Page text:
Mālama Hulē‘ia is a voluntary non-profit organization dedicated to improving key parts of the Nawiliwili Bay Watershed on Kaua‘i by eliminating an alien and highly invasive plant species. This invasive plant – red mangrove (Rhizophora mangle) – is attacking some of our most valuable assets in the watershed. Over the last 50 years, red mangrove has been changing native wildlife habitats in and along the Hulē‘ia River and destroying the Alekoko Fish Pond. We are working for a future when all of the red mangrove will be gone and all of our ‘ainakumuwai (watershed) can be made as productive as it once was.
This web site provides information about the Mālama Hulē‘ia organization, our history, motives, knowledge base, current projects and activities, and our vision for the future. If you agree with what we are doing, we welcome you to participate in and share our journey. Please visit our How to Help page. Mahalo.
Come join us for our last community workday of 2017! Mahalo nui for all who came out this year and previous years. We are dependent on community support and your hard work truly helped this wahi pana become a happier place. We are hoping Niumalu park and Pūʻali wetland become a kīpuka for native habitat and a puʻuhonua for families to come and enjoy.
n. Legendary place.
n. Variation or change of form (puka, hole), as a calm place in a high sea, deep place in a shoal, opening in a forest, openings in cloud formations, and especially a clear place or oasis within a lava bed where there may be vegetation
nvi. Place of refuge, sanctuary, asylum, place of peace and safety.
All welcome! Please join us this Sunday October 29, 2017
Niumalu Park Pavilion
BAYADA Home Care will collaborate with Mālama Hulēʻia’s Aloha ʻāina initiatives in removing invasive species such as the guinea and ʻopae grass and plant native plants at the Pūʻali wetland restoration project site.
Mark Baiada, founder of BAYADA Home Care, recently celebrated his birthday and transitioned out of leadership. This symbolizes a new beginning for the BAYADA organization into a new era. They were encouraged to plant a tree to commemorate and symbolize this change. To give this transition a rooted meaning, they will commemorate the transition through the Mālama Hulēʻia project and by planting Native Hawaiian trees to restore Hulēʻia’s waterways and natural habitat.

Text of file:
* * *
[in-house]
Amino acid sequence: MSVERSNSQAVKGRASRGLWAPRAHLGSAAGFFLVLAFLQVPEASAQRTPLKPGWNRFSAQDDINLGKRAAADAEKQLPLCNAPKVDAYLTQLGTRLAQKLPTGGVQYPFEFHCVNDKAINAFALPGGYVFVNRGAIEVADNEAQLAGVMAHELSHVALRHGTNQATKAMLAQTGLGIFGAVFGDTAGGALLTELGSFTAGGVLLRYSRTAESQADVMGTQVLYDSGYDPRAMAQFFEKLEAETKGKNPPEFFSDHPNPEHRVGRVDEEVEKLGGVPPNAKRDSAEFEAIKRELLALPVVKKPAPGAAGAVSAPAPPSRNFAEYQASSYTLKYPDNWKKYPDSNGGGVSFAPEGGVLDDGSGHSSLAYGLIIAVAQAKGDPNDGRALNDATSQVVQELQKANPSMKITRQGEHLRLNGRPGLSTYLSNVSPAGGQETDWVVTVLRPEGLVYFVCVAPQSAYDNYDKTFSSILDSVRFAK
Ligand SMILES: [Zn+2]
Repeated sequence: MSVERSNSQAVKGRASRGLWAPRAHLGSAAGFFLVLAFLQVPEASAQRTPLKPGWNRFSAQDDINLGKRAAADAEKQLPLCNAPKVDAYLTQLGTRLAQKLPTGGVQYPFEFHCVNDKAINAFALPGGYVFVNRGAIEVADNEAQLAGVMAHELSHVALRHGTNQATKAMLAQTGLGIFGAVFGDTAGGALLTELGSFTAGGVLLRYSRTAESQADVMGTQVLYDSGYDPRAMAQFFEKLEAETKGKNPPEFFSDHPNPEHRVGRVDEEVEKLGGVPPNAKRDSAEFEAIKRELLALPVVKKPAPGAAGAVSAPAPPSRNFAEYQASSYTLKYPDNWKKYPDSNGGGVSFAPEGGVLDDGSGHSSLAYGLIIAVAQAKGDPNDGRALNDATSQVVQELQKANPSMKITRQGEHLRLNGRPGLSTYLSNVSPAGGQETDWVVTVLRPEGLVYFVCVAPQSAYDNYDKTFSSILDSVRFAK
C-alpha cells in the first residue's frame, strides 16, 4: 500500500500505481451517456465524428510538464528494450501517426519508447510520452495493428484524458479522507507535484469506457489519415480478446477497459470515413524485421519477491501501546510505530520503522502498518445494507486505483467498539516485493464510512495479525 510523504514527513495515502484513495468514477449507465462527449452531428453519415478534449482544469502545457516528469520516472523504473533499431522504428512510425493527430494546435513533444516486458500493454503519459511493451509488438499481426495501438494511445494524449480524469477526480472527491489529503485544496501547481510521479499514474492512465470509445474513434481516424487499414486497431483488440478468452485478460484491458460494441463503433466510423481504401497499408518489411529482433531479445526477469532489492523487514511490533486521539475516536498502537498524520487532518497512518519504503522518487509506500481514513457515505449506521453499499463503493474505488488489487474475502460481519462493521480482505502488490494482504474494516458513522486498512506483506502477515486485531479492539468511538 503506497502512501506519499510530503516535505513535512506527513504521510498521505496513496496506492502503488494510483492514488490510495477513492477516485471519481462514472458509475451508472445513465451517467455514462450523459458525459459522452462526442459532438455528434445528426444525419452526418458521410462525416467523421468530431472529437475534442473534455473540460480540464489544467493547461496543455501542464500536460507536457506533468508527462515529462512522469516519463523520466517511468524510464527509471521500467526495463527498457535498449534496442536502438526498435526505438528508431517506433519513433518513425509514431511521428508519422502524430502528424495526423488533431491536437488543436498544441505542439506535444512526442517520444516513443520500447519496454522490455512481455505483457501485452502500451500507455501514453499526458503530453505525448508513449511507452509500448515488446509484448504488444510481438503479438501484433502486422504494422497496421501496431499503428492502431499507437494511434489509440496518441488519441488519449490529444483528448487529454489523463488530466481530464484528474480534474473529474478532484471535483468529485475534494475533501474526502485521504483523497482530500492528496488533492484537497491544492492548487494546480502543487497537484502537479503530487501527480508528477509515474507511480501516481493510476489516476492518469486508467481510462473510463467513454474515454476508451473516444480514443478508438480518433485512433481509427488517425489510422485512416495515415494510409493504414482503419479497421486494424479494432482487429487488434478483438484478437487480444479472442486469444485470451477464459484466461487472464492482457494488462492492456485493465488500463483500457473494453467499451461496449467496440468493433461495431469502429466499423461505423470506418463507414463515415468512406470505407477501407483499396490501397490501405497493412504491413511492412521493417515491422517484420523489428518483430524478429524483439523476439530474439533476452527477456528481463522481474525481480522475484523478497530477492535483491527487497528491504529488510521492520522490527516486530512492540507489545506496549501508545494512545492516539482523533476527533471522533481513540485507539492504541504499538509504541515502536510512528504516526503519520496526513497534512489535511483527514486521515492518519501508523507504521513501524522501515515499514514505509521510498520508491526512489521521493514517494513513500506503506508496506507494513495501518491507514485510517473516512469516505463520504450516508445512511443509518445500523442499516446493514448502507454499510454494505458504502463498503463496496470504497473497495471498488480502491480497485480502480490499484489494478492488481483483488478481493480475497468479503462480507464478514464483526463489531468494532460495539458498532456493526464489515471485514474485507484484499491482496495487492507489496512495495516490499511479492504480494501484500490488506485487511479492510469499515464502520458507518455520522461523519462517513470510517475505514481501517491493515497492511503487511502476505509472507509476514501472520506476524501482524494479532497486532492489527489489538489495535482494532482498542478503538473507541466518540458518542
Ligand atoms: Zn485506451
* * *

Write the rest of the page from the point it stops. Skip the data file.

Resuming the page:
Just as BAYADA loves to serve with compassion, excellence, and reliability, they also strive to provide help to those in need so they can live with dignity in the comfort of their homes.
Studies show that life longevity and health correlates to the quality of the environment wherein a person is healing. What better way to symbolize their work through a project that does the same for all who live in the Hulēʻia area, right in the heart of Līhuʻe.
President and Founder of Kupua`e, Past Executive Director of Leadership Kaua`i, and current Council Member At-Large of the County of Kaua`i – Mason Chock will lead us into a brief introduction to the history of the Mālama Hulēʻia project and then demonstrate the cultural meaning of the work with which we will participate.
`A ohe lokomaika`i i nele i ke pana`i
No kind deed has ever lacked its reward – ʻōlelo noʻeau
Aloha mai kākou!
All welcome next Saturday, September 30th as we perpetuate the value of Mālama Hōnua with our Mālama ʻĀina work at Niumalu Park, 8:30a.m. to 12:30.
Gloves, hat, eco-friendly sunscreen, and a reusable water bottle. We will have a jug of ice water for refills.
RSVP recommended but not required at email@example.com. Mālama Pono!
Aloha mai kākou! Come join us this Friday, September 1st as we share moʻolelo and practice mālama ʻāina. We will be providing a pizza lunch and an introduction workshop of the Hawaiian healing practice of Lāʻau lapa au. RSVP recommended but not required at firstname.lastname@example.org. Hope to see you there! Aloha nō…
A quick note to let you all know that this week’s 3rd Saturday workday is being changed to be held on Friday September 1st. We will be posting more details about that soon. Mahalo~